It has great documentation and with NoScript I feel safe everywhere on the Internets.
you'll see that it's the first hybrid to be produced in the PRC.
Hugh Pickens writes "Researchers have found that the winner's curse may apply to the publication of scientific papers and that incorrect findings are more likely to end up in print than correct findings. Dr John Ioannidis bases his argument about incorrect research partly on a study of 49 papers on the effectiveness of medical interventions published in leading journals that had been cited by more than 1,000 other scientists, and his finding that, within only a few years, almost a third of the papers had been refuted by other studies. Ioannidis argues that scientific research is so difficult — the sample sizes must be big and the analysis rigorous — that most research may end up being wrong, and the 'hotter' the field, the greater the competition is, and the more likely that published research in top journals could be wrong. Another study earlier this year found that among the studies submitted to the FDA about the effectiveness of antidepressants, almost all of those with positive results were published, whereas very few of those with negative results saw print, although negative results are potentially just as informative as positive (if less exciting)."
The plane moves me or I move the plane? writes "After years of people complaining about their luggage locks being broken in the name of the Transportation Security Administration, and after countless properly-stowed utilities and tools had been scrutinized from a paranoid point of view, an employee of the TSA (which is part of the Department of Homeland Security) has been captured with evidence of over $200,000 worth of stolen property he was selling on eBay. With the help of local police and the USPS, a search of his house found a great deal of property pilfered from the un-witnessed searches that occurred after luggage had been checked, where the rightful owner was not allowed. 'Among the items seized were 66 cameras, 31 laptop computers, 20 cell phones, 17 sets of electronic games, 13 pieces of jewelry, 12 GPS devices, 11 MP3 players, eight camera lenses, six video cameras and two DVD players, the affidavit said.'"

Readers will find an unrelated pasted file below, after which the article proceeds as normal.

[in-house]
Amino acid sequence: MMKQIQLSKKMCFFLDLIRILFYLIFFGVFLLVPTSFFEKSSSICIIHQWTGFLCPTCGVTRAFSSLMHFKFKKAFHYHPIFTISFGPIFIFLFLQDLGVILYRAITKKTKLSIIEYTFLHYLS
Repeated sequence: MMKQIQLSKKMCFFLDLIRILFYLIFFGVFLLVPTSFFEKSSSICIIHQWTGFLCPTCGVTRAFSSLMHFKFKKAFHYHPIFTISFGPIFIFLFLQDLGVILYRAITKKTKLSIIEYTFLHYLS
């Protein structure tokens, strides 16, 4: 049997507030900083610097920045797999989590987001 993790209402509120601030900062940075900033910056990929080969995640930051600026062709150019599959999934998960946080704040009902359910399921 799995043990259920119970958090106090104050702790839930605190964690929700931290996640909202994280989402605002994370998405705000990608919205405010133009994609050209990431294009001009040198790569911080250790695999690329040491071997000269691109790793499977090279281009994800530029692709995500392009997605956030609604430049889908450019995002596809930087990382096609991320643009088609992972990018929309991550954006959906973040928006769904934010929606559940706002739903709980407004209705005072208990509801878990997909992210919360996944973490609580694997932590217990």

An anonymous reader writes "Psystar and Apple have agreed to alternative dispute resolution to keep the public eye away from their disagreements, and to reduce legal costs. This will eliminate any rulings that would set a precedent over Psystar's claim that Apple is violating anti-trust laws by tying Mac OS X to only their hardware and thus creating a monopoly. This could result in a profit for Psystar's business, but eliminate their line of open-computing Mac-compatible PCs. On the other hand, what's to stop a similar company from doing the same thing?"
Several readers have pointed out that Sony's much-awaited LittleBigPlanet has hit a snag and will be delayed worldwide. The delay came after it was discovered that a song licensed for use in the soundtrack contained audio samples from the Qur'an. All advanced copies sent to retailers for the target release of October 21 in North America, 22 in PAL territories, and 24 in the UK and Ireland, have been recalled. "The post, by user 'Solid08', indicates of the specific references in the composition: 'In the 18th second: "kollo nafsin tha'iqatol mawt", literally: "Every soul shall have the taste of death' ... almost immediately after, in the 27th second: "kollo man alaiha fan", literally: "All that is on earth will perish."'"